Quantcast
 Email

 First Name

 Last Name

 Company

 Country
CAPTCHA code
Captcha: (type the characters above)

TWO JEWS CHEW ON
THE GRAMMYS
Pass me a knish. (5/23a)
ROLLING STONE'S YOUTUBE PROBLEM
Let's massage those numbers. (5/21a)
YES, IGOR:
IT'S THE TOP 20
A big week for Stringer (5/23a)
VIVENDI EYEING TENCENT FOR UMG STAKE (REPORT)
You mean like 10 cents on the dollar? (5/23a)
SONG REVENUE CHART: PLAYOFF FEVER
We're in a generational moment. (5/23a)
THE DIVA PLAN
How pop stars from the pre-streaming era are finding a new groove.
RAINMAKERS RETURN
More of the folks who are making biz history now.
THE FUTURE OF ROCK & ROLL IS...
Hang on, we just need to throw this TV out the window.
AFTER COUNTRY TRAP
Is reggaeton death metal far behind?
Blighty Beat
SOLO MEN RULE U.K. MUSIC. WHY?
5/10/18

 

This revealing graph show how music trends have shifted in the U.K. since 2000, with the appetite for male solo artists rocketing at the expense of groups, as seen in a story published by The TimesAdele aside, female soloists haven’t fared so well either.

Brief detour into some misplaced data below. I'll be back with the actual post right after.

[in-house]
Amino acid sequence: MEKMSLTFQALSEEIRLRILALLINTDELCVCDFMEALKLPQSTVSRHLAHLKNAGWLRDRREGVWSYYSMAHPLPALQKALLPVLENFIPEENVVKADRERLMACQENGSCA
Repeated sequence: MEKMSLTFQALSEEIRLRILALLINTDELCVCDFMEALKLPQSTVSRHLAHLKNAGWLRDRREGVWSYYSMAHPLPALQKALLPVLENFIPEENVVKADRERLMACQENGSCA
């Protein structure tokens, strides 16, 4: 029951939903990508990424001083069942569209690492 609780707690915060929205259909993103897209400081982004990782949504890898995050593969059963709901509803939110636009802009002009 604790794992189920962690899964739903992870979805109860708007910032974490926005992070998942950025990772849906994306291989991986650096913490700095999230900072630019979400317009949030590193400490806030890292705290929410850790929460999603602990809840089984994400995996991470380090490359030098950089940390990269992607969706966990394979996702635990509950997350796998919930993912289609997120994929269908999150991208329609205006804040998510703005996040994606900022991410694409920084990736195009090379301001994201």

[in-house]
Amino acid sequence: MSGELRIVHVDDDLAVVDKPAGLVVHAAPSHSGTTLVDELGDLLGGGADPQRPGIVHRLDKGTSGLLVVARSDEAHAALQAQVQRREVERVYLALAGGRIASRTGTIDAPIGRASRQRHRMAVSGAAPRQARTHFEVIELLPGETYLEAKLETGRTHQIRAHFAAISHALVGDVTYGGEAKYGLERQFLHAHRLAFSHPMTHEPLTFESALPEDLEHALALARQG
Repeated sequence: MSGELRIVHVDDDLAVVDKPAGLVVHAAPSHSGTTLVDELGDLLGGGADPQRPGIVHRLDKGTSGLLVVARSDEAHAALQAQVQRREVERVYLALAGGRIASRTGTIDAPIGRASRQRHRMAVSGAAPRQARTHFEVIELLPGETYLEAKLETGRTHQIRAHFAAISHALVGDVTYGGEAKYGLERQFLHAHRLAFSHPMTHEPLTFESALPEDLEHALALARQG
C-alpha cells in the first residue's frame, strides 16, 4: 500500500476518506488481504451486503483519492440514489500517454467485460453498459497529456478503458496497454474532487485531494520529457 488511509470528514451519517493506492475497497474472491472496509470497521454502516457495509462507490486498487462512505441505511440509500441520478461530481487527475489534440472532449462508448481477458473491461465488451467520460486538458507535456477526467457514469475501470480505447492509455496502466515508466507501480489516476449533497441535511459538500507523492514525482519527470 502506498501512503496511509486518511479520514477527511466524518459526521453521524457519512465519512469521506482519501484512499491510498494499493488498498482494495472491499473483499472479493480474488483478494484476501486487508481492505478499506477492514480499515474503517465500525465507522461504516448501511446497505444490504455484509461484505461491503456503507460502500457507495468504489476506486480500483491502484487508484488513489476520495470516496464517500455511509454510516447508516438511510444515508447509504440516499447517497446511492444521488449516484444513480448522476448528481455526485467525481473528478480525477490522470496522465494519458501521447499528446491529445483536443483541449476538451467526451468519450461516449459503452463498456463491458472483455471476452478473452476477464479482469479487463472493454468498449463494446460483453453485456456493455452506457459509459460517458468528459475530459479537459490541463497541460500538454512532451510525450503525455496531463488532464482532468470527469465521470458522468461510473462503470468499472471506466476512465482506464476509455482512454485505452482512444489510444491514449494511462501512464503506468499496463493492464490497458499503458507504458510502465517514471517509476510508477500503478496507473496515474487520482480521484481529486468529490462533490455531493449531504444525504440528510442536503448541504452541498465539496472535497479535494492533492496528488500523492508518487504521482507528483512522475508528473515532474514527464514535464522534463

Last year, male solo artists like Ed SheeranRag’n’Bone ManStormzyLiam Gallagher and Sam Smith accounted for 46% of album sales in Blighty. That’s the highest share since figures were recorded in 2000, when that stat was a tad above 30%, according to figures provided by trade body BPI and the Official Charts Co.

In 2000, male groups started with a 37% share of the market, rising to a 45% peak in 2005 (Coldplay, Kaiser ChiefsWestlife) and since dropping to 33%.

Female solo artists started at 18% in 2000, peaking at 31% in 2011 when Adele released her second album, 21, and since dropping to a comparatively tiny 13% albums market share.

Mixed male and female groups have dipped to 6% from 11% over the last 17 years, while female groups have maintained a fairly even keel at just 3%.

… Read more